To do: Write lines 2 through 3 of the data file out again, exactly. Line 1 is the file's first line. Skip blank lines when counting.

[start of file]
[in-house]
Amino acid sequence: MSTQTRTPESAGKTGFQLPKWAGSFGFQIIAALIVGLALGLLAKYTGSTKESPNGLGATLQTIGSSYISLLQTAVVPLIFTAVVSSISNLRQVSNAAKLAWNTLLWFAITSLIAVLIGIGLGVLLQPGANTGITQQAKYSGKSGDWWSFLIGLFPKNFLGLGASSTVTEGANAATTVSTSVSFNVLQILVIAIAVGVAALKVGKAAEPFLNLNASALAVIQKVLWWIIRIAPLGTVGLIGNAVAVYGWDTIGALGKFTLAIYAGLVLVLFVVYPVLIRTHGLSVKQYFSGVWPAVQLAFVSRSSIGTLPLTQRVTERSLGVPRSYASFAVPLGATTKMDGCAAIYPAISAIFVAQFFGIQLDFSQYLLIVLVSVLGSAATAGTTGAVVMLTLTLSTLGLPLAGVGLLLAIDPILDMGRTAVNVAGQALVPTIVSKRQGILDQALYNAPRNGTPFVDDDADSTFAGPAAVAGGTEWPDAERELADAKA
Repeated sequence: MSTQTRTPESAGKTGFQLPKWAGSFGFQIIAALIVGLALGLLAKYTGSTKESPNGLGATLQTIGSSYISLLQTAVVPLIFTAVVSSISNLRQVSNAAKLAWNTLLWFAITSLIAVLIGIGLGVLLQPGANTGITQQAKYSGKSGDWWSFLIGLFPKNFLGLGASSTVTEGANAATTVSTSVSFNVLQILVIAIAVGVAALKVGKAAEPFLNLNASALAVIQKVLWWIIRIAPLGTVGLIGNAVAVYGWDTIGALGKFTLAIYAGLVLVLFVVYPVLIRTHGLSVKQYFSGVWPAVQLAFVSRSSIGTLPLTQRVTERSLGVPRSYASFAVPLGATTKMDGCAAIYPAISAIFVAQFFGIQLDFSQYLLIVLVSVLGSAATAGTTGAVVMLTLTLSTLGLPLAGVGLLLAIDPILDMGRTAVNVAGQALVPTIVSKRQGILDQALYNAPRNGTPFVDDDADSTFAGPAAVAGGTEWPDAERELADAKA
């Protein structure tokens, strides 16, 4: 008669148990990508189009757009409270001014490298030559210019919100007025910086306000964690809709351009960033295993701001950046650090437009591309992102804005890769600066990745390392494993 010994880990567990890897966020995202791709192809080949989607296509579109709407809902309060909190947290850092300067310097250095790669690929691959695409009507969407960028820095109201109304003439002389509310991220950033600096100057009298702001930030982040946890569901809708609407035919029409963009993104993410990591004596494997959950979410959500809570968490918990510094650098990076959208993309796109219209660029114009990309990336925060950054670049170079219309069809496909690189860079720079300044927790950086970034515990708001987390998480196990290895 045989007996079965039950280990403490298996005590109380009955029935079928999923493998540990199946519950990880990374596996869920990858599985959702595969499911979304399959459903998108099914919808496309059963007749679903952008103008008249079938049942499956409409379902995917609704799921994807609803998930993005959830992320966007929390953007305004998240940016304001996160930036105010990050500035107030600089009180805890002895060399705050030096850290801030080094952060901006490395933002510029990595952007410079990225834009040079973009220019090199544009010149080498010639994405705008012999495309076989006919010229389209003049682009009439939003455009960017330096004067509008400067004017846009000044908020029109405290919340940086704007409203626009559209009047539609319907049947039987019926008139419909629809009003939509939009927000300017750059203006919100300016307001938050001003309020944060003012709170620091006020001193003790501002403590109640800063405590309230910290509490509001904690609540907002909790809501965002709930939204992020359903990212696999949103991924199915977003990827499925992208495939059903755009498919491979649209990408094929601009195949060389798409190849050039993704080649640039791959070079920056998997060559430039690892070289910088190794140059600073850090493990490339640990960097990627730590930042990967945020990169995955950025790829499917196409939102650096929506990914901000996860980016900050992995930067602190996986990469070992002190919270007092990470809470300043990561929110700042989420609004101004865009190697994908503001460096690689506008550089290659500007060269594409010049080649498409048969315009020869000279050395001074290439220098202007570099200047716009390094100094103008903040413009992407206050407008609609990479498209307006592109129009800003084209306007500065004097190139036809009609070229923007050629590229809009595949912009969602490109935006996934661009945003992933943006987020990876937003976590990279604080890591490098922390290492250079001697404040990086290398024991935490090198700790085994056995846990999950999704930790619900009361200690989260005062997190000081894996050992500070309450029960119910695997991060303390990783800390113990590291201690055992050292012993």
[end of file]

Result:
Amino acid sequence: MSTQTRTPESAGKTGFQLPKWAGSFGFQIIAALIVGLALGLLAKYTGSTKESPNGLGATLQTIGSSYISLLQTAVVPLIFTAVVSSISNLRQVSNAAKLAWNTLLWFAITSLIAVLIGIGLGVLLQPGANTGITQQAKYSGKSGDWWSFLIGLFPKNFLGLGASSTVTEGANAATTVSTSVSFNVLQILVIAIAVGVAALKVGKAAEPFLNLNASALAVIQKVLWWIIRIAPLGTVGLIGNAVAVYGWDTIGALGKFTLAIYAGLVLVLFVVYPVLIRTHGLSVKQYFSGVWPAVQLAFVSRSSIGTLPLTQRVTERSLGVPRSYASFAVPLGATTKMDGCAAIYPAISAIFVAQFFGIQLDFSQYLLIVLVSVLGSAATAGTTGAVVMLTLTLSTLGLPLAGVGLLLAIDPILDMGRTAVNVAGQALVPTIVSKRQGILDQALYNAPRNGTPFVDDDADSTFAGPAAVAGGTEWPDAERELADAKA
Repeated sequence: MSTQTRTPESAGKTGFQLPKWAGSFGFQIIAALIVGLALGLLAKYTGSTKESPNGLGATLQTIGSSYISLLQTAVVPLIFTAVVSSISNLRQVSNAAKLAWNTLLWFAITSLIAVLIGIGLGVLLQPGANTGITQQAKYSGKSGDWWSFLIGLFPKNFLGLGASSTVTEGANAATTVSTSVSFNVLQILVIAIAVGVAALKVGKAAEPFLNLNASALAVIQKVLWWIIRIAPLGTVGLIGNAVAVYGWDTIGALGKFTLAIYAGLVLVLFVVYPVLIRTHGLSVKQYFSGVWPAVQLAFVSRSSIGTLPLTQRVTERSLGVPRSYASFAVPLGATTKMDGCAAIYPAISAIFVAQFFGIQLDFSQYLLIVLVSVLGSAATAGTTGAVVMLTLTLSTLGLPLAGVGLLLAIDPILDMGRTAVNVAGQALVPTIVSKRQGILDQALYNAPRNGTPFVDDDADSTFAGPAAVAGGTEWPDAERELADAKA